What is of course fascinating that the frankly myopic and philosophically nonsensical interpretation of Warren’s statement, and Obama’s reiteration/recapitulation of it, finds itself in a journal dedicated, in parts at least, to demonstrating the importance of Christian values and Christian structures – historical ones – in determining who we are, and to the endless lamentation that the death of Christian institutions results in the death of Western civilisation itself. Tendentious, perhaps, but a point of view.

We are all creatures of institutions we have not created ourselves. In economics or in religion. Warren and Obama simply ask the rich to acknowledge that.

#2 Comment By Matt On July 19, 2012 @ 11:05 am

“Somebody invested in roads and bridges. If you’ve got a business, you didn’t build that.”

Ah, I see the source of the confusion now…Obama doesn’t know how to speak English.

#3 Comment By icarusr On July 19, 2012 @ 12:13 pm

@Matt:

Full quote:

“If you were successful, somebody along the line gave you some help. There was a great teacher somewhere in your life. Somebody helped to create this unbelievable American system that we have that allowed you to thrive. Somebody invested in roads and bridges. If you’ve got a business — you didn’t build that. Somebody else made that happen.”

“that” refers to “the American System”. Evidently, the source of the confusion is not Obama’s English. As to your snippet – some might argue that selective reading is either a mental illness or disingenuous politicking; I couldn’t possibly comment.

#4 Comment By Matt On July 19, 2012 @ 1:18 pm

This is probably not worth it, but Obama still does not know how to speak English. The particular case involves confusion about what exactly ‘that’ refers to–because Obama isn’t clear. If he does refer it to “American system”, then he equivocates ‘create’ and ‘build’ to make it even more confusing. On top of this, he then says that ‘Somebody else’ made that happen when just before he was describing it as a great cooperative endeavour that everyone is in on–presumably including ‘you’.

So no, either Obama has no idea what he is actually trying to say, or he lacks the language skills to express it adequately. You’re probably too much of an Obamaphile to care.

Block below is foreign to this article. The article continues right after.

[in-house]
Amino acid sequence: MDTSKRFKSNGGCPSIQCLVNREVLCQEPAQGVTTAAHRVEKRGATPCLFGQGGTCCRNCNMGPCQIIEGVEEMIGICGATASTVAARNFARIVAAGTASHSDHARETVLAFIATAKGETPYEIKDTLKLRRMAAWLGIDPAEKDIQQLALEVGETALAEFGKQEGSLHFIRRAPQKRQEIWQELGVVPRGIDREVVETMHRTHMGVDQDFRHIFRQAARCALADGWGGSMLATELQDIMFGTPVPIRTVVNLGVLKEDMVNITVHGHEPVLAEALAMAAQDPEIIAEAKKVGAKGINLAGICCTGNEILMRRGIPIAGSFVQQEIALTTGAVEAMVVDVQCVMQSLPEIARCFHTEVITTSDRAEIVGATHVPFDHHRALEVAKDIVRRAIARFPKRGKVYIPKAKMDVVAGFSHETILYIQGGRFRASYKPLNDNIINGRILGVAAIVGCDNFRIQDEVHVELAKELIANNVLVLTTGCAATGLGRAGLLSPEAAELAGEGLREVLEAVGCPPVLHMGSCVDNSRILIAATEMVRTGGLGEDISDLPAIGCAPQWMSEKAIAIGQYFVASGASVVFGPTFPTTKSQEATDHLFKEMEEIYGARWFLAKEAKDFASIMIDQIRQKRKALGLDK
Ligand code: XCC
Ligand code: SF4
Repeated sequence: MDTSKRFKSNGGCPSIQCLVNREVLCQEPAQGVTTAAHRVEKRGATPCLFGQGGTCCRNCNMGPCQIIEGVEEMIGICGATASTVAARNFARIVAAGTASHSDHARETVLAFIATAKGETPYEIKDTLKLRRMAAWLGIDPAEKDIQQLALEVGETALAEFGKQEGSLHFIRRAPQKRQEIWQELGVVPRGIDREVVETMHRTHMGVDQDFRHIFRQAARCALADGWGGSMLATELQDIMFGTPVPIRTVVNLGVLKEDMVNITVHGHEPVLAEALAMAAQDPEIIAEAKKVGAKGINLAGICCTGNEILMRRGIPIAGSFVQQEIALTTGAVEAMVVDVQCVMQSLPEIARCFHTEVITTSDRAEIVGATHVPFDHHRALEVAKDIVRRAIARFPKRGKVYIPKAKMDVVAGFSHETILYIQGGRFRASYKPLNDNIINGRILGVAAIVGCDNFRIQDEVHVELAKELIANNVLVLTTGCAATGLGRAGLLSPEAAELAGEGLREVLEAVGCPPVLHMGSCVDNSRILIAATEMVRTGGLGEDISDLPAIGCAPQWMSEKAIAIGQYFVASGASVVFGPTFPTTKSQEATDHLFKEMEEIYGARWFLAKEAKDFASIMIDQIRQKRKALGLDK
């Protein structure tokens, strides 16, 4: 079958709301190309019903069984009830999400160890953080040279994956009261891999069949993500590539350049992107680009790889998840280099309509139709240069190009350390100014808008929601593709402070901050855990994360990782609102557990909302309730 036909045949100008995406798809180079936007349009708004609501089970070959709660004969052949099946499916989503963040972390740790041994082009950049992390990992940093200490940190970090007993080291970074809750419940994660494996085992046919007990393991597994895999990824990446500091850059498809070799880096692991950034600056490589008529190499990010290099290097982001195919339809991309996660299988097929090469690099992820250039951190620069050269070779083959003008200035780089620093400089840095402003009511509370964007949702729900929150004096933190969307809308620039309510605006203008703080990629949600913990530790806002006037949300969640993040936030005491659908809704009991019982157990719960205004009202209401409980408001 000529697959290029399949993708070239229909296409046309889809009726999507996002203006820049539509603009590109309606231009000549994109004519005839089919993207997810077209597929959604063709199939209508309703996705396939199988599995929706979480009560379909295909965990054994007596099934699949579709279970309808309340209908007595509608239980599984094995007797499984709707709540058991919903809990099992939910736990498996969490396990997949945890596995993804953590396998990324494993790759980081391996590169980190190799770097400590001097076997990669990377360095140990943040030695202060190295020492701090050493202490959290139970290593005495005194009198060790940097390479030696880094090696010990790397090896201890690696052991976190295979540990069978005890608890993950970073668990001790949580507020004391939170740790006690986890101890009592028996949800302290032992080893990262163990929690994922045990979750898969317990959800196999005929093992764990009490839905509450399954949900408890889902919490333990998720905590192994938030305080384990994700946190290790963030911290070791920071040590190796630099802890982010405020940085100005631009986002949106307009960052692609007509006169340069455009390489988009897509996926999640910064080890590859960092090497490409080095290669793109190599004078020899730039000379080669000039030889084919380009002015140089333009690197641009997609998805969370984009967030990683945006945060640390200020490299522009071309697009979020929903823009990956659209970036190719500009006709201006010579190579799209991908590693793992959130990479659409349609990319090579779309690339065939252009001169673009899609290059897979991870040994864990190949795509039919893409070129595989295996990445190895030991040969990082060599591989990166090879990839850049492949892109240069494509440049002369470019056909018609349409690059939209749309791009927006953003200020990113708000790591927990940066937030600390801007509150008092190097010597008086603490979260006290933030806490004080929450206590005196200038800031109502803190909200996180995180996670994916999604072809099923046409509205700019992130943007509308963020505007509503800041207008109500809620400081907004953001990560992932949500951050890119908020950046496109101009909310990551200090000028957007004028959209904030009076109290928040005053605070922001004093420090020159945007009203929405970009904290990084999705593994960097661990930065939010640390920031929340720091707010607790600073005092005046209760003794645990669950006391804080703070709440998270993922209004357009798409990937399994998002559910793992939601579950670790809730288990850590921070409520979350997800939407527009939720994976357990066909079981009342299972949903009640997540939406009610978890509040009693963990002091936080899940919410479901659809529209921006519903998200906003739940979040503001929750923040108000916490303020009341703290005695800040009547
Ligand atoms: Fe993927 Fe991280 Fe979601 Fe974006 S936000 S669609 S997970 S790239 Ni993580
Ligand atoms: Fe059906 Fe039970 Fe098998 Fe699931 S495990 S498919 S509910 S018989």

#5 Comment By icarusr On July 19, 2012 @ 3:31 pm

@Matt

“he equivocates ‘create’ and ‘build’ to make it even more confusing”

This is weak and silly, even by Rightwing standards. I don’t think “equivocate” is the right verb here, nor do I think there is an intent to confuse or a confusing effect.

First, elementary schools debating and public skills: “vary your terms”, unless, of ourse, for poetic reasons, you repeat them. “Build” and “Create” are not so distinct as to create confusion. There is no attempt here at “equivocating” because he is not going to be called on either: that is, whether someone else ‘built’ or ‘created’ the American System is irrelevant; the point is, each business operates within a context that is built, or created, by people outside the business – someone else, that is. (Please see my note above.)

Second, I suggest you talk for ten hours a day, seven days a week, and in most cases, off the cuff, and then we figure out if, when all of the hundreds of hours of recordings are put together, you will not make a few pronoun or relative noun mistakes.

Third, be that as it may, here is the quote again, but this time in distinct sentences:

“If you were successful, somebody along the line gave you some help.

There was a great teacher somewhere in your life.

Somebody helped to create this unbelievable American system that we have that allowed you to thrive.

*Somebody invested in roads and bridges.*

If you’ve got a business — you didn’t build that. Somebody else made that happen.”